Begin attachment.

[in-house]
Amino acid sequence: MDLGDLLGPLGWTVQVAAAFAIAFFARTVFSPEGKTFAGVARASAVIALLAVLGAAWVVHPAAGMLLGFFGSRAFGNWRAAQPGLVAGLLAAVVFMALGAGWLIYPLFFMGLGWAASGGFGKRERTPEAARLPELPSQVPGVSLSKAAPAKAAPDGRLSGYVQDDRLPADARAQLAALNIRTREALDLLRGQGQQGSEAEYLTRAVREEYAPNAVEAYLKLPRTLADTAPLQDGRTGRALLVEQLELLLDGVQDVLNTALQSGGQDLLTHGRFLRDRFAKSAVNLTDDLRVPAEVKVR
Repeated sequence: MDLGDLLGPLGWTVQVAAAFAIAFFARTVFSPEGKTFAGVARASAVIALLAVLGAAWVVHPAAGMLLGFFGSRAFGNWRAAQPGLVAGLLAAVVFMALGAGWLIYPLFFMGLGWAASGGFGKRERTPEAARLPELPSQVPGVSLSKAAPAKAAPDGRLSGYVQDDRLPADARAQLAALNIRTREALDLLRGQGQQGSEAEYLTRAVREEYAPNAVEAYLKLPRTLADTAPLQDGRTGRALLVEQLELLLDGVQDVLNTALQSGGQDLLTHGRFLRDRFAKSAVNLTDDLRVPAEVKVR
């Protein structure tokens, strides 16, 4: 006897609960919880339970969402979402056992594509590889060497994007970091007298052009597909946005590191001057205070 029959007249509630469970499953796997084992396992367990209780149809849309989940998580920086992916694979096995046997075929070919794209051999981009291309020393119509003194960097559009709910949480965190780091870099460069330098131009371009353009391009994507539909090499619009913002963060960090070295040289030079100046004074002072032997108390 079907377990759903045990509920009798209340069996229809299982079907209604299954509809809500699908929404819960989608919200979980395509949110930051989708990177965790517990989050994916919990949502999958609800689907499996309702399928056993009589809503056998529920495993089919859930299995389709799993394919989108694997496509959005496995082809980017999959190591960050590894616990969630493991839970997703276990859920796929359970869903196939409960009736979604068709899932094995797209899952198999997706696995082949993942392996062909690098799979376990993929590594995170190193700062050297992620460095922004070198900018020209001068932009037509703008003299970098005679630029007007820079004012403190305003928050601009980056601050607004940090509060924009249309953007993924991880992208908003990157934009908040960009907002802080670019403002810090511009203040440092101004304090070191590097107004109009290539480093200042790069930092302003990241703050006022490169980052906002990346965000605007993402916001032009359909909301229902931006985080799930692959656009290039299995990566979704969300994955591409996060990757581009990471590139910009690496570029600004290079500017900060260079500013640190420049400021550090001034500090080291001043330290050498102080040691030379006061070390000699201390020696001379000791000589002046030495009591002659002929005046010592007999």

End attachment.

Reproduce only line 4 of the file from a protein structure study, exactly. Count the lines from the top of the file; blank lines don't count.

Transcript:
């Protein structure tokens, strides 16, 4: 006897609960919880339970969402979402056992594509590889060497994007970091007298052009597909946005590191001057205070 029959007249509630469970499953796997084992396992367990209780149809849309989940998580920086992916694979096995046997075929070919794209051999981009291309020393119509003194960097559009709910949480965190780091870099460069330098131009371009353009391009994507539909090499619009913002963060960090070295040289030079100046004074002072032997108390 079907377990759903045990509920009798209340069996229809299982079907209604299954509809809500699908929404819960989608919200979980395509949110930051989708990177965790517990989050994916919990949502999958609800689907499996309702399928056993009589809503056998529920495993089919859930299995389709799993394919989108694997496509959005496995082809980017999959190591960050590894616990969630493991839970997703276990859920796929359970869903196939409960009736979604068709899932094995797209899952198999997706696995082949993942392996062909690098799979376990993929590594995170190193700062050297992620460095922004070198900018020209001068932009037509703008003299970098005679630029007007820079004012403190305003928050601009980056601050607004940090509060924009249309953007993924991880992208908003990157934009908040960009907002802080670019403002810090511009203040440092101004304090070191590097107004109009290539480093200042790069930092302003990241703050006022490169980052906002990346965000605007993402916001032009359909909301229902931006985080799930692959656009290039299995990566979704969300994955591409996060990757581009990471590139910009690496570029600004290079500017900060260079500013640190420049400021550090001034500090080291001043330290050498102080040691030379006061070390000699201390020696001379000791000589002046030495009591002659002929005046010592007999």